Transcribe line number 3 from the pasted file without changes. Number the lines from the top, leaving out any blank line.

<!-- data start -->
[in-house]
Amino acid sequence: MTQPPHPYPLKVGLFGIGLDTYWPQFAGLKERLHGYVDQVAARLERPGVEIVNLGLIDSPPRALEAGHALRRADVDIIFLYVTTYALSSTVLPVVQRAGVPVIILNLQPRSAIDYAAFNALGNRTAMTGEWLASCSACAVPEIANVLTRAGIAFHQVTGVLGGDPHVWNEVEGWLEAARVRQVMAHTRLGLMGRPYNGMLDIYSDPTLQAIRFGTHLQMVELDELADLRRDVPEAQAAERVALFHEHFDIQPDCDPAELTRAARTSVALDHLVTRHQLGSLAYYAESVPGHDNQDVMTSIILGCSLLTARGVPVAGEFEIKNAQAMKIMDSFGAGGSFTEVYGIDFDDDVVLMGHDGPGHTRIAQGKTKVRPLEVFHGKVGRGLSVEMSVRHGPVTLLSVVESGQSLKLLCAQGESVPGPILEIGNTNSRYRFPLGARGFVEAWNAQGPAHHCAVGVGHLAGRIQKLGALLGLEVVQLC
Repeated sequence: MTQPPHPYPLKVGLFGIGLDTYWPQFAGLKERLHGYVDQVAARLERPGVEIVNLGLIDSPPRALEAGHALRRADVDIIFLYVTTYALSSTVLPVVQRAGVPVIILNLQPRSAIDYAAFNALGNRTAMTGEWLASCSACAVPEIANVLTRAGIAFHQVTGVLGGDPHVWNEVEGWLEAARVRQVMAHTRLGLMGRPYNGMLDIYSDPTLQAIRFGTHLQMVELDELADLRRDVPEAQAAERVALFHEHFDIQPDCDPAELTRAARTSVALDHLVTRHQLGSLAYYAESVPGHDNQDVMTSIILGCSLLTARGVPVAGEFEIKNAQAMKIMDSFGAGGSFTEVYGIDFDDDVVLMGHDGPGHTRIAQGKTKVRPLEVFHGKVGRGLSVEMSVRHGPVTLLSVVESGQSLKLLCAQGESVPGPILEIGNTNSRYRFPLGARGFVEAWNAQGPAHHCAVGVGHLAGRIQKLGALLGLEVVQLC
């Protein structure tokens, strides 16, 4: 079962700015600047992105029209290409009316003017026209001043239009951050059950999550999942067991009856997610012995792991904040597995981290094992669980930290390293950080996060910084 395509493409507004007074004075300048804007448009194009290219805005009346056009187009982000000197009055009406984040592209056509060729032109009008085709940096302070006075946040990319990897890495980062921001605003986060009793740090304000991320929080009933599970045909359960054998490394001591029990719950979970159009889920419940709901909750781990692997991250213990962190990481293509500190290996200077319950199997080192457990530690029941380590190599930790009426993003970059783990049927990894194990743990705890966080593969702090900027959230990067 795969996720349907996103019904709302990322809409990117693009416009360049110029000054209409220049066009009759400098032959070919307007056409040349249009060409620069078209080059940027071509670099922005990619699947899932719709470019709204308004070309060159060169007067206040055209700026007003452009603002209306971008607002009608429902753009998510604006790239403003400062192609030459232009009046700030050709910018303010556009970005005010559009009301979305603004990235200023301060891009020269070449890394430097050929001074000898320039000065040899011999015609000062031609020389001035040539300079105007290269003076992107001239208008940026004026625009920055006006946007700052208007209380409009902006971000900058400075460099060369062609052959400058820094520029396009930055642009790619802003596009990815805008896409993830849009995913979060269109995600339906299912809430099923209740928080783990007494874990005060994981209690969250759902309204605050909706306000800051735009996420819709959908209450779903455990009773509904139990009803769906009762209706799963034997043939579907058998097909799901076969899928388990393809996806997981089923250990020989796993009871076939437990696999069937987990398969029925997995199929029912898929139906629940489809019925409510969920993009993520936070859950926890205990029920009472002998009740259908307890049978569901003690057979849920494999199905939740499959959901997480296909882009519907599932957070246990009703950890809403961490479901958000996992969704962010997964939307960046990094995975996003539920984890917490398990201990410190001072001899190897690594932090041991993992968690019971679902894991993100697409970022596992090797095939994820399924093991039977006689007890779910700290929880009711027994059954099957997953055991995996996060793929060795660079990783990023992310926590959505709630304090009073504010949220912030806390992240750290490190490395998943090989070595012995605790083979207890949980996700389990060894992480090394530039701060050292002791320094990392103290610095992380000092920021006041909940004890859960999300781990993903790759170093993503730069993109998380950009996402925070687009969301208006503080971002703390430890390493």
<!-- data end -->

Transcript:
Repeated sequence: MTQPPHPYPLKVGLFGIGLDTYWPQFAGLKERLHGYVDQVAARLERPGVEIVNLGLIDSPPRALEAGHALRRADVDIIFLYVTTYALSSTVLPVVQRAGVPVIILNLQPRSAIDYAAFNALGNRTAMTGEWLASCSACAVPEIANVLTRAGIAFHQVTGVLGGDPHVWNEVEGWLEAARVRQVMAHTRLGLMGRPYNGMLDIYSDPTLQAIRFGTHLQMVELDELADLRRDVPEAQAAERVALFHEHFDIQPDCDPAELTRAARTSVALDHLVTRHQLGSLAYYAESVPGHDNQDVMTSIILGCSLLTARGVPVAGEFEIKNAQAMKIMDSFGAGGSFTEVYGIDFDDDVVLMGHDGPGHTRIAQGKTKVRPLEVFHGKVGRGLSVEMSVRHGPVTLLSVVESGQSLKLLCAQGESVPGPILEIGNTNSRYRFPLGARGFVEAWNAQGPAHHCAVGVGHLAGRIQKLGALLGLEVVQLC